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Prostate cancer test affected by demographic and lifestyle factors

12.12.2005


The reliability of a prostate cancer-screening test may be compromised by lifestyle and demographic factors, according to a new study. Published in the January 15, 2006 issue of CANCER, a peer-reviewed journal of the American Cancer Society, the study reveals the (rate of) change in concentration of prostate specific antigen (PSA) over time--a calculation called PSA velocity--can be significantly affected by age, race, and diet, leading to falsely lower or elevated values and possible misinterpretation by doctors. Single determinations of PSA concentration, the most common use of the PSA screening test, were minimally but significantly affected by age and body mass index (BMI).



Studies have shown a decrease in prostate cancer mortality since 1992 and some researchers attribute a portion of that fall to the widespread adoption of the PSA test. But some experts say that PSA concentration alone causes too many false positives and leads to many unnecessary tests, such as biopsies and transrectal ultrasounds. Investigators continue to refine the test, including developing calculations such as PSA velocity, PSA density, and age-specific PSA, or other tests such as percent free PSA. However, there is poor understanding of the effect of other factors, such as diet, race, and weight on PSA and its related measurements.

Alan R. Kristal, Dr.P.H. of the Fred Hutchinson Cancer Research Center in Seattle and colleagues reviewed PSA and PSA velocity data from 3,341 cancer-free men to determine relationships between PSA tests and demographic and lifestyle factors.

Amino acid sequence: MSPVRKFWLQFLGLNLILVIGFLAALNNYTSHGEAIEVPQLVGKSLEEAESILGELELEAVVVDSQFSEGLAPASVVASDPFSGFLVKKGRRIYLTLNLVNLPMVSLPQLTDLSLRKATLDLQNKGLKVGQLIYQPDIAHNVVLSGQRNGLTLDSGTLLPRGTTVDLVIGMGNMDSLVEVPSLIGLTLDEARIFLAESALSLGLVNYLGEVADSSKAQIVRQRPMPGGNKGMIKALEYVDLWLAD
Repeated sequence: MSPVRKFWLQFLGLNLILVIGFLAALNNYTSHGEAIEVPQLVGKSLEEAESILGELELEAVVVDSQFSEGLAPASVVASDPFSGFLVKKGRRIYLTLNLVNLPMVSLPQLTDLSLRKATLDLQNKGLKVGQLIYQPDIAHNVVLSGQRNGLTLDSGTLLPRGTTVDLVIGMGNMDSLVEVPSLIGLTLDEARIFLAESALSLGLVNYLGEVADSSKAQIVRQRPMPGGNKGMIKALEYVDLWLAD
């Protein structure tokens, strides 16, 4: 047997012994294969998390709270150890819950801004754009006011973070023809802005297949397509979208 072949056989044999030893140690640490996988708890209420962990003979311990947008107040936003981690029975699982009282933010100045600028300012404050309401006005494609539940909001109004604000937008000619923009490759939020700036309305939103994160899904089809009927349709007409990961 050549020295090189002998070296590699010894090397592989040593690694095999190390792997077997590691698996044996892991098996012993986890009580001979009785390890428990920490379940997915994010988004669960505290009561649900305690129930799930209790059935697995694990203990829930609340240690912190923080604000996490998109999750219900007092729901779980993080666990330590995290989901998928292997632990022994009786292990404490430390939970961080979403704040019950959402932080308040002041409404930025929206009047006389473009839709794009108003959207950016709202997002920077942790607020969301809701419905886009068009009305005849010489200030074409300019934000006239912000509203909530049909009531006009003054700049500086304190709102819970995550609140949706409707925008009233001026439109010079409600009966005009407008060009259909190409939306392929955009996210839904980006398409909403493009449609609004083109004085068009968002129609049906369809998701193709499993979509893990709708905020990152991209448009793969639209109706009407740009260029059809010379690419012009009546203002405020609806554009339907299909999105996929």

PSA velocity was significantly affected by age, race and diet, potentially affecting its clinical interpretation. PSA velocity decreased as men aged, and increased with higher total energy (calorie) diets. PSA velocity in African Americans was on average almost twice the level of Caucasians, and was lower among users of high-dose calcium supplements. Large weight fluctuations also affected PSA velocity. Men who gained weight had lower PSA velocity and those who lost weight had higher PSA velocity.

As was found in other studies, single determinations of PSA concentration increase with age and decrease with obesity. These differences, while statistically significant, were considered minimal and would have little influence on clinical interpretation of PSA value.

While the authors considered the impact of demographic and lifestyle factors on the clinical interpretation of a single PSA concentration was negligible, the clinical impact on interpreting PSA velocity was considered significant. "Race, smoking, age, energy intake, calcium supplement use and weight change were associated with substantial differences in PSA velocity," they conclude, "and clinical interpretation of PSA velocity could be biased by these factors."

David Greenberg | EurekAlert!
Further information:
http://www.wiley.com
http://www.interscience.wiley.com/cancer-newsroom

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